Wednesday, January 17, 2018

USEF Letter of Response to AERC's Letter of Concern Regarding UAE

January 17 2018

Will Connell, Director of Sport at USEF (United States Equestrian Federation), has penned a response to AERC's Letter of Concern regarding the ongoing endurance horse crisis and abuse in the some Group VII countries, namely the UAE.

While Abu Dhabi's Boudthieb Initiative has taken the lead on horse welfare, statistics venues at Dubai and Al Wathba still produce routine drug violations and catastrophic injuries in endurance races, and it is this ongoing situation that the AERC addresses with its proposals to promote endurance horse safety and welfare. You can read the AERC letter here:

Will Connell's response letter is as follows:

15th January 2018

Mr Paul Latiolais
American Endurance Ride Conference

Dear Paul,

Thank you for your letter dated 29th December 2017. As I indicated in my email, I apologize for the delay in responding but I wanted to clarify a number of the points you raised with the FEI. I have now had a very useful call with the FEI and they were able to provide the detail I requested and a valuable insight in to how the UAE Equestrian Federation is approaching the governance of Endurance in their country, which is where regrettably recent fatalities have taken place, with five reported at National and two in FEI Events.

Of course these are unacceptable, a sentiment shared by all parties, and we agree that fatalities damage the reputation of equestrian sport in general and endurance in particular. Whilst there are not yet statistics in the public domain that analyze the impact of the procedures put in place by the FEI and the UAE during 2017 the reports are that there has been a very positive change in attitude and far more effective communication and the sharing of information with the FEI. There has also been the introduction of training and education courses for officials, grooms, trainers and athletes in UAE. I know the FEI will be monitoring these changes and the impact they have. In March 2015 the FEI suspended the UAE National Federation, demonstrating that the FEI will take severe measures if needs must. The US Equestrian Federation has full confidence in the leadership of the FEI and supports the steps they have taken to address horse welfare in Group VII. However, US Equestrian will continue to require that at the appropriate time the FEI backs up progress reports with analytical facts.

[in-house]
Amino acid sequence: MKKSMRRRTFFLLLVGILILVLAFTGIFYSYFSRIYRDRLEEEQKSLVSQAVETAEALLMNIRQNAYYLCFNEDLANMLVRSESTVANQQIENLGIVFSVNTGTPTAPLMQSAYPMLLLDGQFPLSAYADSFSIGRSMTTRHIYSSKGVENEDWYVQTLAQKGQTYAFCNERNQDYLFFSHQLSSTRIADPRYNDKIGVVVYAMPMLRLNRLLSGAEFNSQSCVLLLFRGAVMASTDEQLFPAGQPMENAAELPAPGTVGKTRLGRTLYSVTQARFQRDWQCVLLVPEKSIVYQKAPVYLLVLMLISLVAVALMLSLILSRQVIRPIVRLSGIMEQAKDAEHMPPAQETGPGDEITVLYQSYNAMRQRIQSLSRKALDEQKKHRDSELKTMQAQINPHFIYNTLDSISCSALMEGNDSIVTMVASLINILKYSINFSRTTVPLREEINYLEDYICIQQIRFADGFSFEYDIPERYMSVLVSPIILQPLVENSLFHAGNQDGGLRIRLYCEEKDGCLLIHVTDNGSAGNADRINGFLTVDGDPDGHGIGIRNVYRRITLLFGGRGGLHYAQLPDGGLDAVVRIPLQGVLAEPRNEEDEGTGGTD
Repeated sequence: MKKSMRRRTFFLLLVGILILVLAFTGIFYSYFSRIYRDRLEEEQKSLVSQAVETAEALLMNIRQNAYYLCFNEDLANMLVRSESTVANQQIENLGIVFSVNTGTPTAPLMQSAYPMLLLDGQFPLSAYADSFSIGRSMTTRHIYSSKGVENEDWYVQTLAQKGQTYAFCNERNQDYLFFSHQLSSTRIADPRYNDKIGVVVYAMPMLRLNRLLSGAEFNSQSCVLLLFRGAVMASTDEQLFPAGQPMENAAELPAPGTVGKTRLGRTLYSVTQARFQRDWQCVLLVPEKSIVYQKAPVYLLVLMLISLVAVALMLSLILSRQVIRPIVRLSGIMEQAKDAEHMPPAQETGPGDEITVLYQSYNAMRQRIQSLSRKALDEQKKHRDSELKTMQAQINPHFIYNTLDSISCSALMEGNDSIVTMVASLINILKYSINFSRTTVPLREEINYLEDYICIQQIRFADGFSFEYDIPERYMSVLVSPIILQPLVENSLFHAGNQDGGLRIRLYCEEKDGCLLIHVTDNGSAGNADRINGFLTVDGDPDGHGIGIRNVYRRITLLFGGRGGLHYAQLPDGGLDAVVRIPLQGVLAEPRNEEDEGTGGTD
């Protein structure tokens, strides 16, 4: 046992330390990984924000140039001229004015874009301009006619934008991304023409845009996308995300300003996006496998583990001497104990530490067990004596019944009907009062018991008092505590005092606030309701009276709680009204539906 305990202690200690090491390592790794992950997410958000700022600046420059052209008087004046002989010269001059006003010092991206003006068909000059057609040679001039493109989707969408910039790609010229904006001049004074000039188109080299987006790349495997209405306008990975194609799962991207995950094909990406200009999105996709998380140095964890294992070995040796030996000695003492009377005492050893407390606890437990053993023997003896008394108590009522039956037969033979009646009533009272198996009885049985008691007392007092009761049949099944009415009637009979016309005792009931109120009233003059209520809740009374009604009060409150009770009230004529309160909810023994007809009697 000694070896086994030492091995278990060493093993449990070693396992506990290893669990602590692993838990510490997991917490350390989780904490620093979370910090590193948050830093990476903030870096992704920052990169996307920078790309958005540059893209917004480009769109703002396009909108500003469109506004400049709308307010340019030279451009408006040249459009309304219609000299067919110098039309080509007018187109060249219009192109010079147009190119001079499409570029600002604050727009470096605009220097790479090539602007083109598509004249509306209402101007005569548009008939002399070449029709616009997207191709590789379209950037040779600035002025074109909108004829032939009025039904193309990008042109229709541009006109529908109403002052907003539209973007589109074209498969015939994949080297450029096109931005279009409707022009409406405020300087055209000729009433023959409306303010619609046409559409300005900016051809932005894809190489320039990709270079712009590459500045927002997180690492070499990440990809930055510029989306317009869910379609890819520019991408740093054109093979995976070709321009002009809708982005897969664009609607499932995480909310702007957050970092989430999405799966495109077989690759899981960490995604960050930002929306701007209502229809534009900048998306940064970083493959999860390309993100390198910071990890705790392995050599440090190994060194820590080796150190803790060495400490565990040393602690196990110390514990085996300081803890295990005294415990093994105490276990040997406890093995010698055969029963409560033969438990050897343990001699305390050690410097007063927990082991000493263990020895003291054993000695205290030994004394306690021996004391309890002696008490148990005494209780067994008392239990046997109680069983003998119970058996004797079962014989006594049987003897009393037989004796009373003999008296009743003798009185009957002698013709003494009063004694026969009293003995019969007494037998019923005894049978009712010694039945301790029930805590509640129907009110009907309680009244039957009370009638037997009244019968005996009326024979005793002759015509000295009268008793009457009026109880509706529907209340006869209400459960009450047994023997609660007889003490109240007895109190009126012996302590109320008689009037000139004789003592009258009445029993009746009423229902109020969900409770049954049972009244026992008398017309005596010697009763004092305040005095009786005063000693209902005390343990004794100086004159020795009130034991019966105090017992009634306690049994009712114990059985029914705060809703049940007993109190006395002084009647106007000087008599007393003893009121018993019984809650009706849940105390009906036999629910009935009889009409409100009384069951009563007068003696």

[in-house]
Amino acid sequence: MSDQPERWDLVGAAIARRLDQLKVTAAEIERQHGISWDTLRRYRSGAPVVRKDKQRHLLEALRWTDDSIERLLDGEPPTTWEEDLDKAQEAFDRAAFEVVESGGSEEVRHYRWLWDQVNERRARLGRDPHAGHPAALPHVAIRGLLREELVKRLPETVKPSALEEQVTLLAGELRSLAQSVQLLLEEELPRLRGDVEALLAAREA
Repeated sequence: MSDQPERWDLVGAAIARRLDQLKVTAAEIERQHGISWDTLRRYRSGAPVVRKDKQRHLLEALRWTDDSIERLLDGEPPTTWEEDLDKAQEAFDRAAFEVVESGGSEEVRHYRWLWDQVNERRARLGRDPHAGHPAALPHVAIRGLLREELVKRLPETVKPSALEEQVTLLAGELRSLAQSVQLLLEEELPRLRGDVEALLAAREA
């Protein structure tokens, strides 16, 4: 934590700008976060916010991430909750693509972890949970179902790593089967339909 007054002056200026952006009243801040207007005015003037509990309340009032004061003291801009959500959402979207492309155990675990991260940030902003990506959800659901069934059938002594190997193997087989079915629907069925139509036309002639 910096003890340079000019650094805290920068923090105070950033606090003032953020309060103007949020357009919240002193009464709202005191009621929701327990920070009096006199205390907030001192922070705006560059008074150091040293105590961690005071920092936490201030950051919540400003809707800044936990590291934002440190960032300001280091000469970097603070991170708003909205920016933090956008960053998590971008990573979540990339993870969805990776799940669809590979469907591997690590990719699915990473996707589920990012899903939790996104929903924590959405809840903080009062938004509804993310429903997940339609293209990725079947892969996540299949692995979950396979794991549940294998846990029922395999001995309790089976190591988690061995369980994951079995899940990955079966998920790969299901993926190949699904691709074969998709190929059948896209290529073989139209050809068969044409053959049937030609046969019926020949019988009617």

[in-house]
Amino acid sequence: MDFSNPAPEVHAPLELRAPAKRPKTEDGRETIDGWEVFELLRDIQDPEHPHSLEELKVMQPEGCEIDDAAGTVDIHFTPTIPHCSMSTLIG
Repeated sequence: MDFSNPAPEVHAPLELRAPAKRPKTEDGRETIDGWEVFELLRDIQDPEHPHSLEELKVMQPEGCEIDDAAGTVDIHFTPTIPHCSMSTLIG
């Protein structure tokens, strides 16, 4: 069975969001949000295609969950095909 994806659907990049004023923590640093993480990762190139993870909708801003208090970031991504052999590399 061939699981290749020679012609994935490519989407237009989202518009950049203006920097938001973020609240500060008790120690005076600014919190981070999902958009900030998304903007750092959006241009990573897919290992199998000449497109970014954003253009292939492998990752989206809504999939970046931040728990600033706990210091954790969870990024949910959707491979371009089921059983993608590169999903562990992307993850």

Like the AERC, US Equestrian applauds the steps taken by HH Sheikh Sultan Bin Zayed Al Nahyan through the Bouthieb Initiative. These initiatives will contribute to the sustainability of the sport of Endurance and we would support the FEI in promoting these initiatives throughout Endurance.

Having discussed the subject with the FEI, it is clear that the UAE Federation recognises its responsibilities in managing and governing a sport that is growing annually in terms of numbers of athletes, horses and events. They are also aware that the increasing numbers of starters can result in increased number of injuries. Of course what we must all focus on is ensuring that the percentage of injuries versus starters is reduced and dramatically reduced when it comes to catastrophic injuries.

The UAE Federation has taken strong action to minimise injuries and fatalities at its national events, and introduced increased sanctions in February 2017, in the form of fines, penalty points and suspensions for:

* Catastrophic Injuries and metabolic issues (for both athlete and trainer) 

* Non-compliance with mandatory rest periods 

* Breaches of equipment and weight regulations 

* Unauthorised substitution of athlete or horse 

* Unauthorised veterinary treatment

Information on the Rule changes can be found at; EnduranceNationalRules-SanctionsWithEffectivefrom19-2-2017%D8%B4%D8%B4.pdf

My understanding is that the UAE Federation is the only National Federation (NF) that imposes additional sanctions on athletes and trainers linked to eliminations and minimum rest period offences. The UAE NF also supplies the FEI with all results and information on its National rides, including details on injuries and fatalities, and is the only NF to do so. Sadly, there have been a number of fatalities this season, including two at international rides, and the FEI has assured USEF that they continue to work closely with the UAE Federation to ensure that both FEI and national rules protecting horse welfare are adhered to.

Where it is felt the UAE Federation could be more effective is in communicating what sanctions have been applied at a National level and also the extent of the testing they are carrying out at National level. US Equestrian has requested that the FEI request of the UAE that this information is published. The FEI have agreed to make this request. 

The Emirates also recently (December 2017) held its first meeting of the Emirates Equestrian and Racing Federation (UREEF) Disciplinary Committee. As with the increased sanctions and their implementation, it will be the actions of the Committee that will cause change and they should be judged by those actions but the Head of UREEF, Major General Dr. Ahmed Nassar Al- Rissi was clear that their focus is to ensure a clean sport and to protect horses from abuse.